Flanked by my assailants, I was gruffly escorted out of the cafeteria and into a corner of the parking lot, my back pressed against the brick wall.

“Who do you think you are, Fish, hanging out with seniors?” Juan Diego asked.

I stared down at the red bandana hanging out of his jean pocket. It was the color of blood.

“Yeah, ese. Who do you think you are?” echoed Chuck Norris.

“I’m not a f…freshman anymore,” I stuttered nervously, peering towards Reeser’s car, the so-called “Blaster.” Would they notice my plight and come to my aid? Was the car oscillating like a boat on choppy waters?

“You think we give a shit, ese?”

“Yeah, ese.” “You need to stay in your place, vato,” Juan Diego snarled, shoving me hard against the wall, his Virgen de Guadalupe tattoo dancing as he flexed his biceps.

“Yeah, your place,” Chuck Norris repeated, pointedly placing his hand on a set of nunchucks jutting from his back pocket.

“Listen, vatos, I don’t want any trouble.” I detested the quiver in my voice. If Julia could hear me now, would she deem me worthy of being a paladin?

“Don’t you try to talk like us or be like us, Ese. We know where you’re from. You’re not from the barrio. You went to private school before you came here.”

“I grew up in Southmost,” I protested. There had been a time – at my Catholic elementary school – when that proclamation had earned me instant respect. But that was long ago, before my father’s descent into bankruptcy had landed me at the most dubious of Brownsville’s public high schools, before my parents and brother had left me at my grandma’s house and moved across the border to Mexico because they couldn’t afford their American Dream anymore.

“You think we give a shit?”

“Yeah, you think?”

I stared sullenly at my tattered sneakers. My lunch soured in my stomach, morphing into a tightly raging ball of acid. What would a paladin do? What would Julia be impressed by, were she not distracted doing Satan-knew-what in The Blaster? I curled my hands into tight fists. “You know what I think?”

They jabbed their chins toward the sky, daring me.

“I think you two better leave me the fuck alone before I get pissed off. It’s not right to bully people.”

Chuck Norris pulled his nunchucks out as Juan Diego recoiled his arm and readied to swing. I called upon everything my dad had taught me over the years, which – I now realized – amounted to a considerate cache of constant counsel. Waiting until I saw Juan weight shift towards me, I ducked. A whoosh of displaced air grazed the top of my head as he missed. As his momentum carried him forward, I swept his legs out from under him. I shielded my head in anticipation of the nunchucks slamming down on my skull, but they never dropped. As I rose, I was surprised to see Dante, my lone football player friend, looming over us. He clasped the nunchuks mid-air as my assailants cowered against the wall.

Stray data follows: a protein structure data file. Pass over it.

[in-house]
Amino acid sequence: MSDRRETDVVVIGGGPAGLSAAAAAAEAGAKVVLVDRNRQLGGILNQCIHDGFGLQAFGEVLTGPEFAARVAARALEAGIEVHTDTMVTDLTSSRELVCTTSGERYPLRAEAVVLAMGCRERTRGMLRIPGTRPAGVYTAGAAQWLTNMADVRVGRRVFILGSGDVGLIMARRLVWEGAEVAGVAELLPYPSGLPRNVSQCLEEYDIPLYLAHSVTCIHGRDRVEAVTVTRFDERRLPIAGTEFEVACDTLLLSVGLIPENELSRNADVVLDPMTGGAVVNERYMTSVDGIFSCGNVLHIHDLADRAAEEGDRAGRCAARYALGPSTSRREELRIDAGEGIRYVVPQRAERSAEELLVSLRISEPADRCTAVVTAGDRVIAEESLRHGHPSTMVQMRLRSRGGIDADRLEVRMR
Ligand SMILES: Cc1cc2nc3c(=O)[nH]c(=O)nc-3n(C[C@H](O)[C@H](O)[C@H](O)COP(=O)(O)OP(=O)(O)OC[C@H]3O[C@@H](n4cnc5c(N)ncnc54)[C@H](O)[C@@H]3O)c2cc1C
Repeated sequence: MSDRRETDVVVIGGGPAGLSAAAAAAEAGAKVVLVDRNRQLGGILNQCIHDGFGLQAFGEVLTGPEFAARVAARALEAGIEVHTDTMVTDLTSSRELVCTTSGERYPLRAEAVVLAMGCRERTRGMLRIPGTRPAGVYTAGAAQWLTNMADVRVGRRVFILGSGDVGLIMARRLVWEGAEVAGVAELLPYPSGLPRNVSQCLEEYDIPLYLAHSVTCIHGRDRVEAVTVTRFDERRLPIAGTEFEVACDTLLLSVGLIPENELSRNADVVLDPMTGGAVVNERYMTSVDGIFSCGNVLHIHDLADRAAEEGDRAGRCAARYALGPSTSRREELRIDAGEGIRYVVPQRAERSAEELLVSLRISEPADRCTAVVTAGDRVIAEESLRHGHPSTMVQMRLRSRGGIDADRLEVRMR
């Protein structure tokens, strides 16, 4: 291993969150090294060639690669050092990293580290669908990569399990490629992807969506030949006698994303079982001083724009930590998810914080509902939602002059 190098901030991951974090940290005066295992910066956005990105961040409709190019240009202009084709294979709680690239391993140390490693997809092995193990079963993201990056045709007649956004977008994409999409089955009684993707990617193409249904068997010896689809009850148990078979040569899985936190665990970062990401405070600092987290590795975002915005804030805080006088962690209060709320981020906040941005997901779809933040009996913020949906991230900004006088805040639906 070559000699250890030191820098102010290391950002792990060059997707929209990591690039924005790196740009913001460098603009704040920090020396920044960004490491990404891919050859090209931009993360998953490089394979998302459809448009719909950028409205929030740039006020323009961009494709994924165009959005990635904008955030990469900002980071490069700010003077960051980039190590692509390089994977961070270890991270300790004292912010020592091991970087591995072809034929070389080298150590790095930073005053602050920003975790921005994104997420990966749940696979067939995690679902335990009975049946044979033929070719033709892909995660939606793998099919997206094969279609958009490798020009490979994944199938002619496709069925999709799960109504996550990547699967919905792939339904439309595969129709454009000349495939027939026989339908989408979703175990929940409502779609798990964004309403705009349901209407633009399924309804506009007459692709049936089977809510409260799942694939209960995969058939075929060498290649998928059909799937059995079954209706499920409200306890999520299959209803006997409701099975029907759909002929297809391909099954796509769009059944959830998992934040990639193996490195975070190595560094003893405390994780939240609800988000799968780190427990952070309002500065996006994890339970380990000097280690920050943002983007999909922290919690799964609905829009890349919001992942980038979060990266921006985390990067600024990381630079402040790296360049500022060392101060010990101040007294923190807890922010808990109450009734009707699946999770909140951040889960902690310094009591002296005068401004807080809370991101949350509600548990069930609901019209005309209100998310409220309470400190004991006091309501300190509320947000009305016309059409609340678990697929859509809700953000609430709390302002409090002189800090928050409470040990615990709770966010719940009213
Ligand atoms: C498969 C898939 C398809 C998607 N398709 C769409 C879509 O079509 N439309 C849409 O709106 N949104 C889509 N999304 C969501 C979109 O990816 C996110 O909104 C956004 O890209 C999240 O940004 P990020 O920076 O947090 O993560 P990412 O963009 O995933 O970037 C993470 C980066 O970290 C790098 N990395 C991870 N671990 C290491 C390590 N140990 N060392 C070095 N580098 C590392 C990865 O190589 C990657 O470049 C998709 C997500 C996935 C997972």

“You two better split,” Dante growled. “I’ll keep these.”

The nunchucks slipped from Chuck Norris’ hand as the fight drained from his eyes. Juan Diego slowly backed away. “No hay bronca, Dante,” Juan Diego assured. “Go Cowboys, ese.”

“Yeah, go Cowboys, ese.”

The two retreated without meeting my eyes again.

Dante patted me on the shoulder, handing me the nunchucks. “Keep these as a memento. Better yet, learn to use them in case you get in trouble and I’m not around.”

As Dante strolled away, I stared at the pair of black sticks bound by a short silver chain. Would a paladin use these? Would Julia approve?

* * *

“Nunchucks?” Reeser stifled a laugh when I posed my question in the art studio. “No way, dude. A paladin wields a holy sword, high-octane magic. Nunchucks are for thieves and low-level martial arts wanna-be’s. Paladins fight evil head on, eye to eye.”

Julia nodded, her eyes fixed on her canvas.

“Maybe I’ll paint them,” I thought aloud, setting them on a stool in front of my blank canvas and reaching for my pencil.

“That could be interesting,” Reeser leaned back in the desk he occupied, his feet draped over the seat in front of him, his eyes diligently tracing Julia’s figure.

“Don’t you have a class to be in?” asked Julia as she flowingly manipulated her paintbrush.

“I guess so,” Reeser sighed, dragging his feet towards the door.

When he left, Julia’s eyes finally detached from her artwork and slid in my direction. As she smiled, I dropped my pencil.

* * *

In D&D terms, cruising in The Blaster was akin to consuming a potion imbued with magical properties. The vehicle possessed the power to transport its lucky passengers away from the mundane and the monotonous, leaving Brownsville behind in a cloud of dust and exhaust fumes, a blur of palm trees and little pink houses rendered meaningless beyond the dark filter of its tinted windows. The stereo system enveloped us in sound. The booming pile driver shook my very soul from slumber. Shouting over the din of grinding electric guitars, Reeser expounded about amps and wattage and the late great Randy Rhodes and how Black Sabbath was going to Hades in a Hollywood hand basket now that Ozzy had gone solo. Speaking of Ozzy, had I heard about him biting heads off bats and pissing on the Alamo? I nodded reverentially, pretending I knew what he was talking about while actually wondering if my bones would ever stop vibrating. The other thing about the car, besides its supple black leather seats and gleaming chrome, was its air conditioner. The Blaster was an aerodynamic refrigerator on wheels, a most welcome escape from the very real hell of the scalding South Texas heat.

I stopped nodding in awed agreement as we drove up to what appeared to be a small Middle Eastern city. Behind towering wrought iron gates and a massive stucco wall, rose countless turrets and golden domes.

Reeser decreased the volume as we approached.

“Is this one of those new ‘gated communities’?” I asked, gaping at the spectacular sight.

Reeser chuckled, lowering his window to punch the code into the security keypad. “No, man. This is where Julia lives.”

I squinted, blinking as the sunlight bounced off the minarets and basilica-like structures gleaming beneath the blue sky. As we rumbled through the smoothly parting gates, palm trees soared on both sides of the driveway.